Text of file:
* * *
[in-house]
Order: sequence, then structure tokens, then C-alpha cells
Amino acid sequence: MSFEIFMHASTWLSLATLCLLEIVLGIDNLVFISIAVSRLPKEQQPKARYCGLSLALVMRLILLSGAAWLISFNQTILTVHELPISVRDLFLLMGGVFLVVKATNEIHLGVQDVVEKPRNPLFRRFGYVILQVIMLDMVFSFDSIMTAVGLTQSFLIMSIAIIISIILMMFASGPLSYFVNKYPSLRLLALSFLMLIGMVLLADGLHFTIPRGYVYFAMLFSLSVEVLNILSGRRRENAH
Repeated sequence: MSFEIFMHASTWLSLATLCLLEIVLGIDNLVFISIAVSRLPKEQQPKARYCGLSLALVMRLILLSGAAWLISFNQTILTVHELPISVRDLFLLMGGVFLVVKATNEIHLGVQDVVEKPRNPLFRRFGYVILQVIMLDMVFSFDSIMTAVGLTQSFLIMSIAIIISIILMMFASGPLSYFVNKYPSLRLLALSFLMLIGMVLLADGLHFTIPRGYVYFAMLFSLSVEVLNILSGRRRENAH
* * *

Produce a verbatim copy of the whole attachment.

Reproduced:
[in-house]
Order: sequence, then structure tokens, then C-alpha cells
Amino acid sequence: MSFEIFMHASTWLSLATLCLLEIVLGIDNLVFISIAVSRLPKEQQPKARYCGLSLALVMRLILLSGAAWLISFNQTILTVHELPISVRDLFLLMGGVFLVVKATNEIHLGVQDVVEKPRNPLFRRFGYVILQVIMLDMVFSFDSIMTAVGLTQSFLIMSIAIIISIILMMFASGPLSYFVNKYPSLRLLALSFLMLIGMVLLADGLHFTIPRGYVYFAMLFSLSVEVLNILSGRRRENAH
Repeated sequence: MSFEIFMHASTWLSLATLCLLEIVLGIDNLVFISIAVSRLPKEQQPKARYCGLSLALVMRLILLSGAAWLISFNQTILTVHELPISVRDLFLLMGGVFLVVKATNEIHLGVQDVVEKPRNPLFRRFGYVILQVIMLDMVFSFDSIMTAVGLTQSFLIMSIAIIISIILMMFASGPLSYFVNKYPSLRLLALSFLMLIGMVLLADGLHFTIPRGYVYFAMLFSLSVEVLNILSGRRRENAH